In Florida and other states, DNA can be a useful tool for the police and the prosecutors to use to determine who committed a crime. It is not used nearly as often as one might expect from watching TV shows, but it certainly does come in to play in some cases. The police might respond to the scene of a crime and collect samples of tissue in the hopes that they can compare the DNA of that tissue to a suspect, find a match and prove that the suspect either committed the crime or at least was present at the scene of the crime.
However, in order to make this comparison, the crime scene officers need to find usable tissue at the scene. Secondly, the state needs to be able to collect DNA from a suspect to make the comparison with the evidence. In the past, collecting DNA was more intrusive upon defendants and suspects. More recently, a quick, simple and painless cotton swab of the inside of a person’s mouth can secure the DNA necessary for a comparison. Because collecting DNA from a person is much less involved and intrusive than it used to be, courts are more likely to allow it since it is such a minor and unobtrusive procedure.
However, that does not mean the police or the state can just obtain a person’s DNA whenever they want or for whatever reason they want. In a recent armed robbery case south of Jacksonville, Florida, the police collected a gun and a backpack that was apparently possessed by the armed robber. They found a suspect and arrested him. During the case, the state sought to obtain the defendant’s DNA by doing a cheek swab so his DNA could be compared to any DNA found on the gun or backpack. However, due to the Florida crime lab procedures, probably based on budgetary concerns, the state could not say whether they had any DNA from the evidence to compare to the defendant’s DNA. Apparently, the policy is to only determine if there is evidentiary DNA once they have DNA from a suspect.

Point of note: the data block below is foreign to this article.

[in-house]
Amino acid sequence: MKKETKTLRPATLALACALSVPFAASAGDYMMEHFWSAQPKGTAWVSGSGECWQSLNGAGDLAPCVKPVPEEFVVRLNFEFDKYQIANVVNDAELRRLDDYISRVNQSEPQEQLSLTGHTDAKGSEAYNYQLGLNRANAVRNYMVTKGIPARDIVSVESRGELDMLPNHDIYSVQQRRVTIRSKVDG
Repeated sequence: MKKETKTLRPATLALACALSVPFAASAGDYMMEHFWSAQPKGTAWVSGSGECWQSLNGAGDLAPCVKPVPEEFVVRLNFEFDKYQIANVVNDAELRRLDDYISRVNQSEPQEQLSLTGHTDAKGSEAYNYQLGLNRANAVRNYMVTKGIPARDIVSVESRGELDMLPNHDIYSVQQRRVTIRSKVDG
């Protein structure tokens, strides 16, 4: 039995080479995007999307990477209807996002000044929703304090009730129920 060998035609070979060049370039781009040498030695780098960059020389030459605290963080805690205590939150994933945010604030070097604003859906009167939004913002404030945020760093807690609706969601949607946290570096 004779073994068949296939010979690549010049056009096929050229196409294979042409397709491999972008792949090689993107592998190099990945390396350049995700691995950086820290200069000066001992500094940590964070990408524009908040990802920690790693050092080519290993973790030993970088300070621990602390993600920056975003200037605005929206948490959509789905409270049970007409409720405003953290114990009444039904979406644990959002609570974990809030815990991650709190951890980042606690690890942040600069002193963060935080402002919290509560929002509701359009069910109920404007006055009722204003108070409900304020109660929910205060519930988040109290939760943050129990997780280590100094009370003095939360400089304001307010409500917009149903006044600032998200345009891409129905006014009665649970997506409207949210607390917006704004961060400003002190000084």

The criminal defense lawyer argued that any DNA swab or other procedure is a search and seizure by constitutional standards. Therefore, the police could only search the defendant and seize his DNA if there is probable cause to believe it will lead to admissible evidence or evidence will be found. Since the state could not show there was any DNA with which to compare the defendant’s DNA, the state could not prove the defendant’s DNA would lead to the discovery of any relevant evidence. In other words, the state could not give any legal purpose for the defendant’s DNA since the state could not show it was able to compare it with anything. The court sided with the criminal defense lawyer.
This was the correct legal conclusion under search and seizure law. The odd thing is that this situation could have been avoided in two ways. First, if the Florida crime lab simply tested the evidence first to see if there was any DNA for a comparison, the state would have likely had probable cause and could have obtained the defendant’s DNA. I would hope the crime lab would do that in cases that are serious enough to warrant it. Secondly, Florida law allows police to obtain the DNA cheek swab when they arrest people and book them into the jail. Apparently, that simple routine was not followed in this case.